The cup has a custom-made 15th-century European leather case and the name is first recorded in a Musgrave will of 1677. A number of other Northern gentry families had a variety of objects called "Lucks", and "Luck of Troy" was an old English term for the Trojan and Roman prototype;[13][14] the first recorded use of "luck" in this sense is a reference to the Luck of Edenhall.[15]
London Stone, seen through its protective grille
  • Some writers have suggested that the historic London Stone was once regarded as London's palladium.[16] Notably, a pseudonymous contributor to the journal Notes and Queries in 1862 quoted a supposedly ancient proverb to the effect that "So long as the Stone of Brutus is safe, so long shall London flourish".[17] This verse, if it were genuine, would link the Stone to Brutus of Troy, legendary founder of London, as well as confirming its role as a palladium. However, the writer can be identified as the Richard Williams Morgan, an eccentric Welsh clergyman who in an earlier book had claimed that the legendary Brutus was a historical figure; London Stone, he wrote, had been the plinth on which the original Trojan Palladium had stood, and was brought to Britain by Brutus and set up as the altar stone of the Temple of Diana in his new capital city of Trinovantum or "New Troy" (London).[18]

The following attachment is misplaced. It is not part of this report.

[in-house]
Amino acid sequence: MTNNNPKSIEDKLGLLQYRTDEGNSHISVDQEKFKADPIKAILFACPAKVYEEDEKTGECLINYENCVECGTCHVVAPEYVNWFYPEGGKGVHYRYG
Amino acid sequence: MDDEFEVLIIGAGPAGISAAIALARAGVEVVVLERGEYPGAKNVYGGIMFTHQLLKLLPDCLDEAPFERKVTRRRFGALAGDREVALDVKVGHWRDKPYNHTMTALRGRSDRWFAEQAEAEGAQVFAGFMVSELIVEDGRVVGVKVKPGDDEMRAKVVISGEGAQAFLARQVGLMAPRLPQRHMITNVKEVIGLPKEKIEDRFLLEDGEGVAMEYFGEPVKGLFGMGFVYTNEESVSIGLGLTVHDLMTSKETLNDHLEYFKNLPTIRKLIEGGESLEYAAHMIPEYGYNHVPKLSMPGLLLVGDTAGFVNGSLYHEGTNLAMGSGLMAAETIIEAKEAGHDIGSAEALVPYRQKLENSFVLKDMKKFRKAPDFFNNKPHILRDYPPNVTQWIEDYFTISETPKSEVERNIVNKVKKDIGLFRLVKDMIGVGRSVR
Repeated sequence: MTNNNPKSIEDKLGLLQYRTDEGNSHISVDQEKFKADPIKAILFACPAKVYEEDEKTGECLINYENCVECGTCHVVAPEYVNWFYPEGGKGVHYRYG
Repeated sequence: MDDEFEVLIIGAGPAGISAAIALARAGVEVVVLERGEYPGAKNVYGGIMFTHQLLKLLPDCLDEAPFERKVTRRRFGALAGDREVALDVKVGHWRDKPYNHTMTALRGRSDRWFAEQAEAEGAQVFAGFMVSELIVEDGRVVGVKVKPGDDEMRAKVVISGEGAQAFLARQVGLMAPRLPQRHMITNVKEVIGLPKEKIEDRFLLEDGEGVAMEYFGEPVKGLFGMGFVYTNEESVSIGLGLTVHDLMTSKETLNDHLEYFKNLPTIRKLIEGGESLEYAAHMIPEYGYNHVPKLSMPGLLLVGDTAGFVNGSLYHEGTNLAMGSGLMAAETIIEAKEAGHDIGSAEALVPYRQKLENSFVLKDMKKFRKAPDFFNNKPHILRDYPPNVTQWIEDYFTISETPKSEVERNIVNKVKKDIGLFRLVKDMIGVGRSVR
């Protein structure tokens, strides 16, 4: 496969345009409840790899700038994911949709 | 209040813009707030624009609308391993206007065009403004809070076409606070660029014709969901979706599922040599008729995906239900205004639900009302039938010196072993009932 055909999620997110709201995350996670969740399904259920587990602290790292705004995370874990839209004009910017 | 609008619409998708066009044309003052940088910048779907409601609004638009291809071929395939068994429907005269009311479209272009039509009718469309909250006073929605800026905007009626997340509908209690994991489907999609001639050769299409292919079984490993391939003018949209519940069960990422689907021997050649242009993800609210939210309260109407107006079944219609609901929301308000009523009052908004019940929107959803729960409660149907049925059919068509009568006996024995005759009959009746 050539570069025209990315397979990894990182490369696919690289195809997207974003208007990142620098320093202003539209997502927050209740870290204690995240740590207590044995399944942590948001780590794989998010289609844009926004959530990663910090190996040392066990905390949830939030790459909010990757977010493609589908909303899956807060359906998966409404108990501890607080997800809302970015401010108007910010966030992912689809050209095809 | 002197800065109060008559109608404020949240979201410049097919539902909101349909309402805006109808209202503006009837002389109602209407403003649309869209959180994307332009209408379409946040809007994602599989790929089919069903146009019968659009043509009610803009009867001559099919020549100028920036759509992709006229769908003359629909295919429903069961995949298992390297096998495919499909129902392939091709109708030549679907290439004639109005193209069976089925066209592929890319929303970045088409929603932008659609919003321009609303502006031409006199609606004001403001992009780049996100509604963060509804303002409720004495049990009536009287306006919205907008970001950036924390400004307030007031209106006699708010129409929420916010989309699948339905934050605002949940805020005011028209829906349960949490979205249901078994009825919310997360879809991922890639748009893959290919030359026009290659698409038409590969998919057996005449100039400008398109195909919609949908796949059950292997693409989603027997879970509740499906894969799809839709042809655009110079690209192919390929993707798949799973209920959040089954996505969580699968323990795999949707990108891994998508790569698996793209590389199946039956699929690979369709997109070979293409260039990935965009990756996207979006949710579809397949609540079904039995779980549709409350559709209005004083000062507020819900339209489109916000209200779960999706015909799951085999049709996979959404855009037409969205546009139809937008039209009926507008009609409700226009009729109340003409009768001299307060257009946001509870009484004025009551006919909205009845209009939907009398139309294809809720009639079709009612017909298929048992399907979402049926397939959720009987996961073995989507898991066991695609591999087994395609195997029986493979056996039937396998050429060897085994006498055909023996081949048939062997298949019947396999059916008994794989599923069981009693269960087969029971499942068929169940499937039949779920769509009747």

This story, and the verse about the "Stone of Brutus", can be found nowhere any earlier than in Morgan's writings. No one before Morgan had called London Stone "The Stone of Brutus", and although the spurious verse is still frequently quoted, there is no evidence that London's safety has ever traditionally been linked to that of London Stone.[19]

See alsoEdit


  1. ^ OED, "Palladium, 2", first recorded use 1600
  2. ^ Kitzinger, 109-112
  3. ^ Kitzinger, 103-110
  4. ^ Kitzinger, 103-104
  5. ^ Mango, 3
  6. ^ Mango, 2-3
  7. ^ Beckwith, 88
  8. ^ Beckwith, 88-89
  9. ^ The Cathach at the Royal Irish Academy Archived 2014-07-02 at the Wayback Machine
  10. ^ Crosby, Kate, "Devaraja", p. 418, in Southeast Asia: A Historical Encyclopedia, from Angkor Wat to Timor, Volume 3, R-Z, ed. Ooi Keat Gin, 2004, ABC-CLIO, ISBN 1576077705, 9781576077702, google books